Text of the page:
March 3, 6:30 p.m.
- “Under the Hammer”: Lecture by Dr. Charles Merewether, art historian, curator and writer
Location: Arcadia University Theater, reception in art gallery immediately following
March 23, 6:30 p.m.
- “Rumors from the Desert”: Lecture by Srdjan Jovanovic Weiss, Architect, Normal Architecture Office (NAO), Philadelphia
Location: Stiteler Auditorium, Murphy Hall, reception in art gallery immediately following
April 1, 6:00 p.m.
- Broken Pots, Broken Dreams (2009): Screening of film by Maris Gillette, Associate Professor of Anthropology, Haverford College, followed by discussion with the filmmaker
- "Postures in Clay": Lecture by Philip Tinari, Beijing-based critic, and exhibition catalog essayist
Location: Stiteler Auditorium, Murphy Hall, reception in art gallery immediately following
“Ai Weiwei: Dropping the Urn” will also be supported by a range of public programs and special events. These include a lecture by art historian, writer, and curator Dr. Charles Merewether. Deeply familiar with the cross-disciplinary evolution of Ai Weiwei's practice, Merewether has published numerous essays about Ai's work and was editor of the first English monograph on the artist, Ai Weiwei - Works: Beijing 1993-2003 (Timezone 8 Ltd, 2003), followed by his book Under Construction: Ai Weiwei, (UNSW Press, 2008). Included amongst his many other publications is The Archive (MIT Press, 2006) and forthcoming book on the modern history of looting. Recognized internationally as an expert in contemporary Asian art, he has curated over 20 major exhibitions internationally. Merewether was Deputy Director of the Cultural District (Tourist Development & Investment Co.) in Abu Dhabi (2007-2008) and Arts and Culture Consultant for the Emirates Foundation in the UAE. Between 2004-2006 he was Artistic Director & Curator of the 2006 Biennial of Sydney and Senior Research Fellow at the Centre for Cross Cultural Research, Australian National University. Collections Curator at the Getty Center in Los Angeles from 1994 to 2004, he has taught at the University of Sydney, Universidad Autonoma in Barcelona, the Ibero-Americana in Mexico City, and the University of Southern California. His lecture on March 3, will provide an in-depth survey of Ai Weiwei's practice and the critical role his ceramic work has played in its development and significance.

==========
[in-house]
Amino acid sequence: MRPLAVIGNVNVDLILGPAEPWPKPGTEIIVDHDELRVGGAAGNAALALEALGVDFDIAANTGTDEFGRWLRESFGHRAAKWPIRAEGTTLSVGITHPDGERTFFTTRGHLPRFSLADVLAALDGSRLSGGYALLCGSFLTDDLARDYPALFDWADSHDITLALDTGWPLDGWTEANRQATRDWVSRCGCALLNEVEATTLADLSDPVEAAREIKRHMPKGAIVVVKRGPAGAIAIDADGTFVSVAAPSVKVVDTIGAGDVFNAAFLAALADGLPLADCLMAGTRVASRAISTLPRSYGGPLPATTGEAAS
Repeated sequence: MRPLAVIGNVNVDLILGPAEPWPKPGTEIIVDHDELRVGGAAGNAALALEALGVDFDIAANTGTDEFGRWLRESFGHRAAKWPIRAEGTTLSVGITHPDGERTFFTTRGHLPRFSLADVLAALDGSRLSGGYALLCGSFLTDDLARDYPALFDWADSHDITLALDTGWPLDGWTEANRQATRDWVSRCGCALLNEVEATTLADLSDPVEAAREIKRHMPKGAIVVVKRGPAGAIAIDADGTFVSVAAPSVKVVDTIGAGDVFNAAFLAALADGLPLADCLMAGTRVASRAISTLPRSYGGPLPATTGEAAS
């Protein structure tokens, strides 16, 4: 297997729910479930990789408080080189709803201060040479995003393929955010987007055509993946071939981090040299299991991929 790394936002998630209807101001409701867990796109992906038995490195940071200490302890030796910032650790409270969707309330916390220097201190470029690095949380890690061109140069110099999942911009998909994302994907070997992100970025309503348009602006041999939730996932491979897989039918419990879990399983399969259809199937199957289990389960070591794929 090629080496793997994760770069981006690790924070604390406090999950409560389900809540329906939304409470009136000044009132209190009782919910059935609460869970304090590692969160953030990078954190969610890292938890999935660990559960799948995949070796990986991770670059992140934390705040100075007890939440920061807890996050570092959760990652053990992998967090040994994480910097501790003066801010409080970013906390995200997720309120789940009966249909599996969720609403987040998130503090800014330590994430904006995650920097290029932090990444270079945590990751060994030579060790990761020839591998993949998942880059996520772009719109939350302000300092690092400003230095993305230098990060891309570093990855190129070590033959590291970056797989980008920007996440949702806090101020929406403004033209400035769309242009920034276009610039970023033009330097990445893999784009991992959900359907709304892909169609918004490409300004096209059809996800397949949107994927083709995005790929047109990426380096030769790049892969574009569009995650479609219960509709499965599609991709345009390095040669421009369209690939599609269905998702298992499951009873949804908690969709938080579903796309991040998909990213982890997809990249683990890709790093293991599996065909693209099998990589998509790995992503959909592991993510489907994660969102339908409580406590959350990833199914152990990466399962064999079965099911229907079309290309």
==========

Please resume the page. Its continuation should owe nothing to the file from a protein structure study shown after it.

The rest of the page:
Additional programs include the March 23 presentation by Philadelphia-based Srdjan Jovanovic Weiss, one of 100 international architects invited by Ai (under the aegis of the firm of Herzog & de Meuron), to design a villa for a residential development in Ordos, Inner Mongolia. Weiss’ lecture will reflect his “engagement, cultural and disciplinary context of making a better city in 21st century. On April 1, the gallery will screening Broken Pots, Broken Dreams (2009), a new documentary by Philadelphia-based anthropologist Maris Gillette that explores the plight of crafts-persons working in Jingdezhen where Ai commissions his porcelain works. Gillette, Associate Professor and Chair of the Department of Anthropology at Haverford College, will speak about the film in conjunction with Philip Tinari (Editor-in-chief, LEAP, Beijing) who will discuss the practices of Jingdezhen porcelain production in the context of Ai’s approach.